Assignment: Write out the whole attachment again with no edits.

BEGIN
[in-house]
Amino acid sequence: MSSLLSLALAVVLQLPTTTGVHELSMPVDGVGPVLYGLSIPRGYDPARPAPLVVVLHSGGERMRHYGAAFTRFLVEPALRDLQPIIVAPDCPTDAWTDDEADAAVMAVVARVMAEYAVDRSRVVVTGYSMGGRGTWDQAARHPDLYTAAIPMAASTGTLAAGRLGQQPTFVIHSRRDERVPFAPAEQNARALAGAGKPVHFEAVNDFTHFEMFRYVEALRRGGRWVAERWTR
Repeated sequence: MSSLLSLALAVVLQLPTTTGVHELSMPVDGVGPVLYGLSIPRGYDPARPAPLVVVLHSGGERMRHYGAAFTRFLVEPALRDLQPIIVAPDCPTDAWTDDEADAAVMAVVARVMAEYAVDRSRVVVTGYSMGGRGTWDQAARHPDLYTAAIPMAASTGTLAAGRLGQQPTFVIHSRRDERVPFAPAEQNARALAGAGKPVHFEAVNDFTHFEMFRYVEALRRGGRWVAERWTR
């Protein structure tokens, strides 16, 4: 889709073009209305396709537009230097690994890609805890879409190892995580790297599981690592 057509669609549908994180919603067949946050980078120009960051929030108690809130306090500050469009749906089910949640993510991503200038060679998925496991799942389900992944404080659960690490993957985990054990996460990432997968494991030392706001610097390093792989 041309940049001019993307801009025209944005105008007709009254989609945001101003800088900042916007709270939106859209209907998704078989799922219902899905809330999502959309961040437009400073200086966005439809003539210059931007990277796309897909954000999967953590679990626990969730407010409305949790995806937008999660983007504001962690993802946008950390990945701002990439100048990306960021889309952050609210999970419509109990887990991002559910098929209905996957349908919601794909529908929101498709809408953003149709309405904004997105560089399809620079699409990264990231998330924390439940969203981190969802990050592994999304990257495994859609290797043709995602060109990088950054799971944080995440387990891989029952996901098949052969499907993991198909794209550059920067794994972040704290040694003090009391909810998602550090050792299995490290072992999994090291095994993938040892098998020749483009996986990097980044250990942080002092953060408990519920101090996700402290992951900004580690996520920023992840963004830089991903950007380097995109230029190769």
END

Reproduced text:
[in-house]
Amino acid sequence: MSSLLSLALAVVLQLPTTTGVHELSMPVDGVGPVLYGLSIPRGYDPARPAPLVVVLHSGGERMRHYGAAFTRFLVEPALRDLQPIIVAPDCPTDAWTDDEADAAVMAVVARVMAEYAVDRSRVVVTGYSMGGRGTWDQAARHPDLYTAAIPMAASTGTLAAGRLGQQPTFVIHSRRDERVPFAPAEQNARALAGAGKPVHFEAVNDFTHFEMFRYVEALRRGGRWVAERWTR
Repeated sequence: MSSLLSLALAVVLQLPTTTGVHELSMPVDGVGPVLYGLSIPRGYDPARPAPLVVVLHSGGERMRHYGAAFTRFLVEPALRDLQPIIVAPDCPTDAWTDDEADAAVMAVVARVMAEYAVDRSRVVVTGYSMGGRGTWDQAARHPDLYTAAIPMAASTGTLAAGRLGQQPTFVIHSRRDERVPFAPAEQNARALAGAGKPVHFEAVNDFTHFEMFRYVEALRRGGRWVAERWTR
């Protein structure tokens, strides 16, 4: 889709073009209305396709537009230097690994890609805890879409190892995580790297599981690592 057509669609549908994180919603067949946050980078120009960051929030108690809130306090500050469009749906089910949640993510991503200038060679998925496991799942389900992944404080659960690490993957985990054990996460990432997968494991030392706001610097390093792989 041309940049001019993307801009025209944005105008007709009254989609945001101003800088900042916007709270939106859209209907998704078989799922219902899905809330999502959309961040437009400073200086966005439809003539210059931007990277796309897909954000999967953590679990626990969730407010409305949790995806937008999660983007504001962690993802946008950390990945701002990439100048990306960021889309952050609210999970419509109990887990991002559910098929209905996957349908919601794909529908929101498709809408953003149709309405904004997105560089399809620079699409990264990231998330924390439940969203981190969802990050592994999304990257495994859609290797043709995602060109990088950054799971944080995440387990891989029952996901098949052969499907993991198909794209550059920067794994972040704290040694003090009391909810998602550090050792299995490290072992999994090291095994993938040892098998020749483009996986990097980044250990942080002092953060408990519920101090996700402290992951900004580690996520920023992840963004830089991903950007380097995109230029190769």